1 “Father” and “friend” are two different words. Kids need a dad. Let children their age be their friend. They need someone to bring order in the house (eating together, communicating, doing chores, having family devotions). Fathers who do not do these things should not be surprised if there is more chaos than peace in the home.
2 Be a child first. You are a son of the Father. The more you understand sonship, the better you will get fatherhood. The closer you are to the Father, the better you will father your children.We have been adopted into God’s family, chosen by the Creator, and we will always belong. We will never be alone, never without purpose, never without a future. Translate those realities to your children.
3 Understand vulnerability. I wish all fathers could have a meeting like we had a few years ago. It started with Andrew writing an email to his siblings, acknowledging his shortcomings as an elder brother. It continued when Gabriel, second brother in line, asking forgiveness of his siblings for sometimes arguing and joking. The atmosphere in the air led to a meeting that changed the way we did life at our house. When parents are vulnerable, they release grace into the air, making it easier for their children to share their struggles and failures. I wish my dad and I had talked more about hard issues. Dads, how about asking your kids to share with you where you have failed them as a father?
4 Serve your wife. The children will know if you are laying down your life or primarily going after a career. If the kids see that you are not in unity, they will play one off against the other. Unity at the top brings unity to the family. The best marriage advice I received came from Jesus, not about marriage–about life: “If any man would come after me, let him deny himself, take up his cross, and follow me” (Mark 8:34). It took me a long time to learn how to lay down my life, but when I got it, things changed. Marriage is not about doing your own thing.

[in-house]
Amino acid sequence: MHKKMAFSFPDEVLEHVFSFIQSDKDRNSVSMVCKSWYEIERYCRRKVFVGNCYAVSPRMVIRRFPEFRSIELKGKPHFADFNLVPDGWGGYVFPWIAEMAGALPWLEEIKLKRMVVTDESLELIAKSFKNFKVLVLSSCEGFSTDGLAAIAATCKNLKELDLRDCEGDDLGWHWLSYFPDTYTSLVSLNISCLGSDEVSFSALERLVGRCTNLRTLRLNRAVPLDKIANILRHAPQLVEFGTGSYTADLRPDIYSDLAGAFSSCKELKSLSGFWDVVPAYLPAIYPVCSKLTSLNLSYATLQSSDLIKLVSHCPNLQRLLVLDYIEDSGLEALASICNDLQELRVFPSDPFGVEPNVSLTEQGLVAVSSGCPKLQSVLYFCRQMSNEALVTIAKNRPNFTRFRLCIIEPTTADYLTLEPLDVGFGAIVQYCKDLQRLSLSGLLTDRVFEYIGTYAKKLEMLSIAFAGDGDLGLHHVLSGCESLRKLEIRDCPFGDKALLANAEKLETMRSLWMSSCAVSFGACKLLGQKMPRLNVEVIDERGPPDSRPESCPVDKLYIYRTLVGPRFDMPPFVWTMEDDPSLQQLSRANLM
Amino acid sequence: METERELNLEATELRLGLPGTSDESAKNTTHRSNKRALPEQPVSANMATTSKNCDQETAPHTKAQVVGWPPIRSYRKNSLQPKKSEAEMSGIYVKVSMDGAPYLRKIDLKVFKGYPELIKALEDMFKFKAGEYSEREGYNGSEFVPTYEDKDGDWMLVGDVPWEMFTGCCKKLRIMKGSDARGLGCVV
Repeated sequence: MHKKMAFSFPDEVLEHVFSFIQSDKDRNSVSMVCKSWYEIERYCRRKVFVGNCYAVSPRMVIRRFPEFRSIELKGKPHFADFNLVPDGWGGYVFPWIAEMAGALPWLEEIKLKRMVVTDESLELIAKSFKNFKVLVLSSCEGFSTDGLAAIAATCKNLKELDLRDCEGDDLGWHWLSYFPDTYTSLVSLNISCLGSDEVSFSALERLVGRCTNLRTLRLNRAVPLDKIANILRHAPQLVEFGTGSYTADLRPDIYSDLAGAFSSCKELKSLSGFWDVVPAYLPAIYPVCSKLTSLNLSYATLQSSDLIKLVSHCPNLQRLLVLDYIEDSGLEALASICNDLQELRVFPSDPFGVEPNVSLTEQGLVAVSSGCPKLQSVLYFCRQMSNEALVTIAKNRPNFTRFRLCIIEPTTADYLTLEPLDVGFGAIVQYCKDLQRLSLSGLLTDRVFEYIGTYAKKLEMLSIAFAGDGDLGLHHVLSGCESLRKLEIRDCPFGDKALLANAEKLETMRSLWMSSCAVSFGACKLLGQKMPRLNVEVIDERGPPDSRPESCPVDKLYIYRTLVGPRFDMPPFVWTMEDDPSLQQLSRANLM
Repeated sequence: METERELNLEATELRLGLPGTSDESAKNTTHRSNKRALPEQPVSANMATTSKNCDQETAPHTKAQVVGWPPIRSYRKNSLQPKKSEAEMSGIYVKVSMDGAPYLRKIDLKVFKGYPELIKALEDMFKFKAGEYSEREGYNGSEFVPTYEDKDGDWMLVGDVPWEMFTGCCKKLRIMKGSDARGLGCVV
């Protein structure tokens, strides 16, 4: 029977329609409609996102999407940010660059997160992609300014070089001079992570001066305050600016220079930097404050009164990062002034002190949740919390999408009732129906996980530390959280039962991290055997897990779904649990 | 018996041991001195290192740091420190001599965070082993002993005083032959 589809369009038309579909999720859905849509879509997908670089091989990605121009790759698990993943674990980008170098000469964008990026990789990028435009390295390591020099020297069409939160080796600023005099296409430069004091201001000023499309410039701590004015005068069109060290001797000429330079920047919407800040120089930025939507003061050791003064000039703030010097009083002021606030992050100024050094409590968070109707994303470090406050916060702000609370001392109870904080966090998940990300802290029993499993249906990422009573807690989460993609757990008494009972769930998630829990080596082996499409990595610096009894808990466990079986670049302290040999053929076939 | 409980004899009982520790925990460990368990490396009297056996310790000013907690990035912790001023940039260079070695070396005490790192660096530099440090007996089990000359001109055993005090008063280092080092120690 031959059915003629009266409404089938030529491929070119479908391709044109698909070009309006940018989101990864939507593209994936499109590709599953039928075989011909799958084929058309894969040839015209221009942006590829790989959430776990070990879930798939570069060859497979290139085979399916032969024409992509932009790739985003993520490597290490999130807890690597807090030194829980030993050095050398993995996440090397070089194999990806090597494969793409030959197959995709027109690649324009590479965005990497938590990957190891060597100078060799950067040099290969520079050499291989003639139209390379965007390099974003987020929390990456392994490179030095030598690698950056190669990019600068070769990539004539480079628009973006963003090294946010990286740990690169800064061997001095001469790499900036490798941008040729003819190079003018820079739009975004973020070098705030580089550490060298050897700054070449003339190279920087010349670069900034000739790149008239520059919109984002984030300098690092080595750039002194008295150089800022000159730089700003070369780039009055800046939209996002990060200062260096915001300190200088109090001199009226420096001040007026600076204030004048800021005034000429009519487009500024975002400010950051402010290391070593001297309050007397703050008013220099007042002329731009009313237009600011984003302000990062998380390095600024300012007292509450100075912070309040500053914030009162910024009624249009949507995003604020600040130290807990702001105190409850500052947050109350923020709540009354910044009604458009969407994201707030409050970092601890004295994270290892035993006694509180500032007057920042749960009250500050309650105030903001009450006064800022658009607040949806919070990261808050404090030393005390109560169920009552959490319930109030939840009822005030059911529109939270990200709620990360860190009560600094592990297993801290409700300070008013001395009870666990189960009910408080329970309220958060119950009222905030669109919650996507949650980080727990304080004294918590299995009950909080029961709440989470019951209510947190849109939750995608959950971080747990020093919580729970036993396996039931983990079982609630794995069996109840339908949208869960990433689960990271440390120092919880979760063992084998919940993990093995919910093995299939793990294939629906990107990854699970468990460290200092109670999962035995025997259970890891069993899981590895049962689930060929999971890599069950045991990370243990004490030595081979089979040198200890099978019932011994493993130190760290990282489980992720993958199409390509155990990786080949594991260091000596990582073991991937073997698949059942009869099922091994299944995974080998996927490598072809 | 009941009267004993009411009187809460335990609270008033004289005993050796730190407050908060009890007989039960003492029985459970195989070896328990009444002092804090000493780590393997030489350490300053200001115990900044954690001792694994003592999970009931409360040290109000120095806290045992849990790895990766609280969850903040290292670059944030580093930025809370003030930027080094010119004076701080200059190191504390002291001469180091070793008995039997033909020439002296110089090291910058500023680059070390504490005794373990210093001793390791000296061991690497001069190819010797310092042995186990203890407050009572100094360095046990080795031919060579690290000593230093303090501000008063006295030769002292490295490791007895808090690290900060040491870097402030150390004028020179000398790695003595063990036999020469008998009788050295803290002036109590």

5 Discipline with love. The discipline that comes from heaven is deliberate, not reactionary, and is given to strengthen character, purposeful rather than punitive. God doesn’t go from a 2 to a 7 in ten seconds. He is slow to anger. You don’t ever need to raise your voice. My dad didn’t–ever. We grew up knowing we were loved and cherished.
6 Be present. Many children have father wounds because of absentee fathers who have convinced their children that the job environment is more important than the home environment. They seem to say to the wife, “You raise the kids; I will raise the money.” Family does not work that way. We worship a Father who is the most accessible person in the universe. “I called–He answered.” Be available to your children and especially in their times of greatest joy and greatest sorrow.
7 Emotions matter. You want more than the facts. Find out how your kids are feeling about you, life, school, themselves, God, the opposite sex. Probe. Where are they struggling, hurting, questioning? What are they afraid of, hoping for? Wish I had done more of that.
8 Focus more on identity than behavior. If you focus primarily on behavior, you will not get the behavior that you are desiring. My dad said often, “Remember who you are.” Identity drives destiny!